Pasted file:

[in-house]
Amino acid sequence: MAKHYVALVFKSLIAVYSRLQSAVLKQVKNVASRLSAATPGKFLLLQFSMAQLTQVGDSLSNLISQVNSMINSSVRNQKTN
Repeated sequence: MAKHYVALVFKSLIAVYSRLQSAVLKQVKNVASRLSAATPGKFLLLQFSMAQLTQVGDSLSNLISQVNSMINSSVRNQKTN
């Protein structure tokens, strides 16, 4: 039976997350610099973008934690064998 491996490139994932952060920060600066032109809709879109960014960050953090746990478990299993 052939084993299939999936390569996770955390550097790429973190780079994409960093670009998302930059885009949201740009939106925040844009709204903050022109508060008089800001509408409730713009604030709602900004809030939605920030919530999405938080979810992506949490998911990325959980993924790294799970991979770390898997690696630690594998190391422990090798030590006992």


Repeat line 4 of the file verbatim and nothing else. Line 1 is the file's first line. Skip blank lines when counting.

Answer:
């Protein structure tokens, strides 16, 4: 039976997350610099973008934690064998 491996490139994932952060920060600066032109809709879109960014960050953090746990478990299993 052939084993299939999936390569996770955390550097790429973190780079994409960093670009998302930059885009949201740009939106925040844009709204903050022109508060008089800001509408409730713009604030709602900004809030939605920030919530999405938080979810992506949490998911990325959980993924790294799970991979770390898997690696630690594998190391422990090798030590006992």